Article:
Welcome Little Leaguers, traveling families, and attending guests. We locals look forward to hosting this annual baseball world classic. More importantly, this is an opportunity to add to the quality of both our lives. When we look carefully, we can see the Lord reminding us of old truths and teaching us new lessons.
The International Little League is more than a set of games; it is a phenomenon for good. Or perhaps even better, a lesson in bible study and theological understanding. We are learning to see the sacred in the secular. God's presence can be seen in all the festivities that make up the Little League World Series: courtesy, caring, forgiveness, spontaneity and grace. In a world that often seems selfish and inward bound, it's refreshing to witness an event that reaches across racial, cultural, economic, political and national boundaries. It brings people of good will together.
Pennsylvania's founder William Penn, 330 years ago, had a vision of a place of personal liberty. There he mused that freedom of religious expression was a necessary ingredient in a healthy society. He nurtured an international consciousness: to his Anglican heritage (England) Penn added the Quaker (Irish introduction) commitment to human dignity, and with his several visits to the German Brethren Pietists (upper Rhine), he created a movement that filled Pennsylvania with a multicultural population. He proposed that "Sylvania," as King Charles II wanted to call the new province, be a hospitable place for all peoples.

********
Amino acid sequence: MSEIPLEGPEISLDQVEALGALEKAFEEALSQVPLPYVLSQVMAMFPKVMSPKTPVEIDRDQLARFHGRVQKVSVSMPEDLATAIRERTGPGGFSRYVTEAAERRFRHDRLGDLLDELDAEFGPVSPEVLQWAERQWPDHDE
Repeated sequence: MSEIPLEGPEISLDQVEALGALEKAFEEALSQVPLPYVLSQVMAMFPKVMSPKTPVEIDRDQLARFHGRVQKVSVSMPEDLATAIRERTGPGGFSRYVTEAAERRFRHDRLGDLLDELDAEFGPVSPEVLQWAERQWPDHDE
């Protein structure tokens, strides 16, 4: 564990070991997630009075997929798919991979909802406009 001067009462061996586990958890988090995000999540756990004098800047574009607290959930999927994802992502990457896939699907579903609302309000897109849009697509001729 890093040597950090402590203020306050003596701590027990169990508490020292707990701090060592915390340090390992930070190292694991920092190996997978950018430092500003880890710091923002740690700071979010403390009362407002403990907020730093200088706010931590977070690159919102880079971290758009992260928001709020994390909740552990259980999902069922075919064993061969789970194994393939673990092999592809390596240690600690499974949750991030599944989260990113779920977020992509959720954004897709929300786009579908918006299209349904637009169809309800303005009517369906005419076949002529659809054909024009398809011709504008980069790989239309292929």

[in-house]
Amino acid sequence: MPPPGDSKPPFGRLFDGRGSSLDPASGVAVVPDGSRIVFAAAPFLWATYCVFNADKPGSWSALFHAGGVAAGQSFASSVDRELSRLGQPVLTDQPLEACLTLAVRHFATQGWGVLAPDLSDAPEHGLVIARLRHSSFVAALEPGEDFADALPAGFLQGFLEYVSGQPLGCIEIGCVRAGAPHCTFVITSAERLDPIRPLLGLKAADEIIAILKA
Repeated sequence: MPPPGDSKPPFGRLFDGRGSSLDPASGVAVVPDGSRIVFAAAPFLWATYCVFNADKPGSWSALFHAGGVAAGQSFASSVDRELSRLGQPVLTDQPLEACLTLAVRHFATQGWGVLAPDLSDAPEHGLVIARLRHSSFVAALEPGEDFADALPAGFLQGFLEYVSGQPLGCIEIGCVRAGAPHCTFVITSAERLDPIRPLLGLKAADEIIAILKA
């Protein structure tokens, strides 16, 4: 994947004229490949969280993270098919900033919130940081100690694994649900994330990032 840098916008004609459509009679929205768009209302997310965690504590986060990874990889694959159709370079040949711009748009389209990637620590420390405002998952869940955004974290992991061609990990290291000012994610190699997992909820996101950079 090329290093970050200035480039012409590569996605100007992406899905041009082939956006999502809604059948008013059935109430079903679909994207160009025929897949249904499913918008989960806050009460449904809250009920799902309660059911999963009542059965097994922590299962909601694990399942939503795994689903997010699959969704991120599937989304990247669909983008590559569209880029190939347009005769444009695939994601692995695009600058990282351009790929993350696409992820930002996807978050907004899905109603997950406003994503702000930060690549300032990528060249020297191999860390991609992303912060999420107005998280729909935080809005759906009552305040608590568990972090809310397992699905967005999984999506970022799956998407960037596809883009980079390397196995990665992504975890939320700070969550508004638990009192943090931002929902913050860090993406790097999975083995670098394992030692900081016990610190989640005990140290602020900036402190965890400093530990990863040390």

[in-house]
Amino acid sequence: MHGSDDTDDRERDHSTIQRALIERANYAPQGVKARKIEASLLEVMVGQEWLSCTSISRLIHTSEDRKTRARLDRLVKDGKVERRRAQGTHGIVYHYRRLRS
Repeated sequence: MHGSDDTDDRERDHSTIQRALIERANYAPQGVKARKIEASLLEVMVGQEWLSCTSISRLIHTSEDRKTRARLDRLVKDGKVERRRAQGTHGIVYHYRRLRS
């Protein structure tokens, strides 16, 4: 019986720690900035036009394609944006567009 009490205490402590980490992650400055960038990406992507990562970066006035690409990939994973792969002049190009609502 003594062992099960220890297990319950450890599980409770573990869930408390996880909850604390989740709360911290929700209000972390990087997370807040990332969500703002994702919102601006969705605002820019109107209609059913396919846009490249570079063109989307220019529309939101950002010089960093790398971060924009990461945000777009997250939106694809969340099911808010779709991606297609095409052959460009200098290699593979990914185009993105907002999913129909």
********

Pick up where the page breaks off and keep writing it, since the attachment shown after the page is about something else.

Penn could not have possibly appreciated that his vision, in part, would inspire baseball for kids, let alone have realized the many, many other selfless acts of caring that happen in an open society. But here we are, in the summer of 2012, watching literally thousands of people from around the word converging in this part of Penn's Woods; not just anywhere mind you, but yes, here in Williamsport.
Jesus, the living Christ, who encouraged unity and understanding, inspired William Penn's faith in a loving God. No doubt he mused with others around the language of the apostle Paul (see Romans 12) in developing a personal piety that leads to action. I would suggest you consider these dimensions of spirituality in the games this week: "Do not think of yourself more highly that you ought ..." (patience, take your turn), "We who are many, are one body ..." (be a team and cooperate), "Have gifts that differ ..." (we can't all be pitchers), "Outdo one another in showing honor ..." (there are no losers), "Extend hospitality to the stranger ..." (welcome to Pennsylvania).
Little League is a venue for teaching, learning and growing, even for fans. So go to South Williamsport. Enjoy the games. Introduce yourself to people. Be proud of our baseball heritage here in Lycoming County. And be encouraged in these difficult days to be an outward-bound person that works toward bringing people together in the game of life.
Waltz is a retired American Baptist pastor and member First Baptist Church, 380 W. Fourth St.